Woman of the Century/Blanche Dillaye

From Wikisource
Jump to navigation Jump to search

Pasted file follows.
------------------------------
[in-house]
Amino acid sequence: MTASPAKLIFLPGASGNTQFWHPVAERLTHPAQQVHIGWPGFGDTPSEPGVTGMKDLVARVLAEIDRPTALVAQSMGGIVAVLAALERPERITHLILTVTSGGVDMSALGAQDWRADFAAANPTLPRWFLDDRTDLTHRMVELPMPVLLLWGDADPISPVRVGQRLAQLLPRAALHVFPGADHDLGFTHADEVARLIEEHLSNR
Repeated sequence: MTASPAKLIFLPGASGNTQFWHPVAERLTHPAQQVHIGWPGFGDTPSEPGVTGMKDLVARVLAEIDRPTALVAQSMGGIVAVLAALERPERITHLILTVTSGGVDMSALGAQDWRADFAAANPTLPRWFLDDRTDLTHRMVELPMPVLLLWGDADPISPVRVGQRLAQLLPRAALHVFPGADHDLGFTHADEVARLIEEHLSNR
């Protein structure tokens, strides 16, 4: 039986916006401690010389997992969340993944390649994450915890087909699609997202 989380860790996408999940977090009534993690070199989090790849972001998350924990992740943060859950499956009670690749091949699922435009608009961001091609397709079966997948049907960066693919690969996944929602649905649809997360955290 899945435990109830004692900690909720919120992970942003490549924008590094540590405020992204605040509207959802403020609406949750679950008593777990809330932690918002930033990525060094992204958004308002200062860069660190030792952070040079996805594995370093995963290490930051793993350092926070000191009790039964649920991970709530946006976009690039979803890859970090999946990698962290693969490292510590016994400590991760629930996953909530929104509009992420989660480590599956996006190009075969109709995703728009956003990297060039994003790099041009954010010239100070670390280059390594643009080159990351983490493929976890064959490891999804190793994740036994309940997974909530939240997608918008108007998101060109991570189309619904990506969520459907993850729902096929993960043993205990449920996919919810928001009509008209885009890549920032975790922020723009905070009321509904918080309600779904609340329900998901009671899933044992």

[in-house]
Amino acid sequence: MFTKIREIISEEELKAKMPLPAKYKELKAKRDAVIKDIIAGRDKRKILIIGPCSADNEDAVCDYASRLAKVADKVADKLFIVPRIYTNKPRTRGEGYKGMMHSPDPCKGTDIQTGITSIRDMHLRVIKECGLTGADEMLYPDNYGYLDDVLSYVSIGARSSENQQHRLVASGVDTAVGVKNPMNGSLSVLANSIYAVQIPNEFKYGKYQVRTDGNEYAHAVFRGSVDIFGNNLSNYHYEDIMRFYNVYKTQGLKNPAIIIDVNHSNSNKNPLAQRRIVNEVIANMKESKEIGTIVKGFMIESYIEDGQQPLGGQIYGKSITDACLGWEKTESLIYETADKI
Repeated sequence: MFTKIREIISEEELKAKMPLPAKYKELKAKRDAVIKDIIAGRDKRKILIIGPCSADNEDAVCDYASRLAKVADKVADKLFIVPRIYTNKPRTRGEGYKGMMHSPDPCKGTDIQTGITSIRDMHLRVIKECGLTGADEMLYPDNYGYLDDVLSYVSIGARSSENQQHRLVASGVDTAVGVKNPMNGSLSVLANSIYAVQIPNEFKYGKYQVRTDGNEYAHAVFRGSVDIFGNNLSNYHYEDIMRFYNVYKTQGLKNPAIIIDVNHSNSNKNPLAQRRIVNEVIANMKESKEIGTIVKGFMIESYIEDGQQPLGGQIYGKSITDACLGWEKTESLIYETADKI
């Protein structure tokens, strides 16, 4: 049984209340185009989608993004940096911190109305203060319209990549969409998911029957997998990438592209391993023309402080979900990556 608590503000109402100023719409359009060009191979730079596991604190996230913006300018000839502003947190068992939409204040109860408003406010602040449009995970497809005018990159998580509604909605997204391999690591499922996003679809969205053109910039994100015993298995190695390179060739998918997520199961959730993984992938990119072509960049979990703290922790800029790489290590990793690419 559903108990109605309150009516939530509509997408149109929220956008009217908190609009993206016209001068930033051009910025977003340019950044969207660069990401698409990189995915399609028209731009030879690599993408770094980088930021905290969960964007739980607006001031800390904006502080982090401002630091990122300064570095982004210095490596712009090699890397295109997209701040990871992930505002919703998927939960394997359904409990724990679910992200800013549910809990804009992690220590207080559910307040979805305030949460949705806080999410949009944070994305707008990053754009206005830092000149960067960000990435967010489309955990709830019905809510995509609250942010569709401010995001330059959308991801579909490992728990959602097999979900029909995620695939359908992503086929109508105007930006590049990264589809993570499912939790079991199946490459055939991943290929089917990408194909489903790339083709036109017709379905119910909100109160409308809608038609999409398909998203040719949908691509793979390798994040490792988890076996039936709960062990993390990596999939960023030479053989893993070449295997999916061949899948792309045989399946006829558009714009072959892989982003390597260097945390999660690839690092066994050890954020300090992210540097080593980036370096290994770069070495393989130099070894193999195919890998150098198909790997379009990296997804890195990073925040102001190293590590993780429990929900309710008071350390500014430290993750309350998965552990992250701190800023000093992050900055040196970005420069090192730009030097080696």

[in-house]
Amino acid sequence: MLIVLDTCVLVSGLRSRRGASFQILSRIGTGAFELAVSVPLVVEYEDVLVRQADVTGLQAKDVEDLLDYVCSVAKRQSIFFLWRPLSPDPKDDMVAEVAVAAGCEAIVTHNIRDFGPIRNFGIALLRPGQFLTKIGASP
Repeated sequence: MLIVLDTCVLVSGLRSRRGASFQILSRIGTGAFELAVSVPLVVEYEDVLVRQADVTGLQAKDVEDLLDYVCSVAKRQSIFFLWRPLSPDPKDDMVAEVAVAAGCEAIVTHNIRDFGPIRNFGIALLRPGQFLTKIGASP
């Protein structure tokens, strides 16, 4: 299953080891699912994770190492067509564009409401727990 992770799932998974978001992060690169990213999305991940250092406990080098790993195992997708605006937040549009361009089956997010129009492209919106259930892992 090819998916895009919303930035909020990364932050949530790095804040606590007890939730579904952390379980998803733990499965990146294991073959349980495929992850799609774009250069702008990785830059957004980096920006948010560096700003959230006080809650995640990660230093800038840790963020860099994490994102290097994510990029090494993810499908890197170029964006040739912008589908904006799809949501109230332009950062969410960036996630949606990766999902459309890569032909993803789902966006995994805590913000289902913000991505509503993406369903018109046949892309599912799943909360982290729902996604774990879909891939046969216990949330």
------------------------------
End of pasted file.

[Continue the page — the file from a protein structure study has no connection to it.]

DILLAYE, Miss Blanche, artist, was born in Syracuse, N. Y. She is the daughter of the late Stephen Dillaye, of Syracuse, whose writings on paper money and the tariff won him an enviable reputation. From early childhood Miss Dillaye showed unusual talent from drawing and a genuine artistic appreciation of pictures. So marked was her ability and so strong her desire to Ik- an artist, that she vv;is allowed to devote a year to the study of BLANCHE DILLAYE..jpgBLANCHE DILLAYE. drawing. About that time an opportunity to teach drawing in a young ladies' school in Philadelphia was opened to her, and she was thus enabled to pursue her art studies for several years in the Philadelphia Academy of Fine Arts. Her preference for black and white was the source of much concern to her in her early art days. She took one lesson of Stephen Ferrier in the technique of etching. It seemed so simple that she unhesitatingly sent in her name as a contributor to an exhibition to be held in the Academy of Fine Arts, and went so far as to order her frame. She knew little of the vicissitudes of the etcher, but she was on the way to learn, for, when the exhibition opened, her labor was represented only by an underbitten plate, an empty frame, the name in the catalogue of a never-finished etching, and the knowledge that etching represents patient labor as well as inspiration. The same year Stephen Parrish came to her rescue, and by his counsel and assistance enabled her to uork with insight and certainty. She has contributed to all of the leading exhibitions of this country. Her etchings have also In-en favorably received abroad. In the rage for etchings that has prevailed during the past few years Miss Dillaye has never condescended to degrade the art to popular uses, but has maintained that true painter-etcher's style which first brought her into notice. Her impressions are vivid and marked by a strong originality. Her ambition is not satisfied to travel in the single track of an etcher. Her studio on South Penn Square, Philadelphia, shows talent in various other directions. Her illustrations and manuscripts have found their way into several leading magazines.